## Recurring Decimals From Fractions

All fractions with one whole number divided by another whole number forms a sequence which eventually terminates or repeats.
$\frac{5}{3}=1.6666666...$

$\frac{4}{7}=0.57142857142857...$

$\frac{7}{8}=0.875$

If the denominator is a poer of 2 or 5, or any multiple of a power of 2 by a power of 5, then the decimal expansion terminates.
If the denominator is an odd prime number
$p$
then there are
$p-1$
possible remainders at each stage of long division, and they must repeat after
$p-1$
iterations of long division, so the decimal expansion is at most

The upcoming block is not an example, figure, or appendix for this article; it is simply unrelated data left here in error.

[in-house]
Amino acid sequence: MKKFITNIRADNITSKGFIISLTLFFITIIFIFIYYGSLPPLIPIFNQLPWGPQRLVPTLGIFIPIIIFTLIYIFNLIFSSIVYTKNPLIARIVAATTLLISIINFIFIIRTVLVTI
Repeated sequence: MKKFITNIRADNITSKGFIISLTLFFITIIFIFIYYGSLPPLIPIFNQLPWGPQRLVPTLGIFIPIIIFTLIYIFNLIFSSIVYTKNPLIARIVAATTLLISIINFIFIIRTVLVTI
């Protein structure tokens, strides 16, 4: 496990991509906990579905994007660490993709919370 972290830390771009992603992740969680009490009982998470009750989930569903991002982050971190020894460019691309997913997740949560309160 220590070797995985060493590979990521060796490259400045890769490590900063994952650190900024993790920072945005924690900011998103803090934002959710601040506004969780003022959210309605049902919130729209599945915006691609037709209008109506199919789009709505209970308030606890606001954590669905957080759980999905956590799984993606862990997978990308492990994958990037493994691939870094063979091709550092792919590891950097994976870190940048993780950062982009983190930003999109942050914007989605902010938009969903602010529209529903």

$p-1$
digits long. In fct the length of the recurring expansion mus t divide
$p-1$
.
For example
$\frac{3}{11}=0.27272727..$

The length of the recurring expansion is 2, which divides 11-1=10.
In fact a slight extension of the same remainder argument gives that if the denominator is a product of different odd primes
$p, \: q$
then the decimal expansion of
$\frac{a}{pq}$
must be of at length
$(p-1)(q-1)$
and may be
$\frac{(p-1)(q-1)}{n}$
where
$n$
divides
$(p-1)(q-1)$
.
For example
$\frac{1}{37}=0.027027027...$
whch repeats every three digits.
$\frac{1}{11}=0.09090909090...$
whch repeats every 2 digits.
$\frac{1}{37 \times 11}=0.00245700245700...$
whch repeats every three times two digits.

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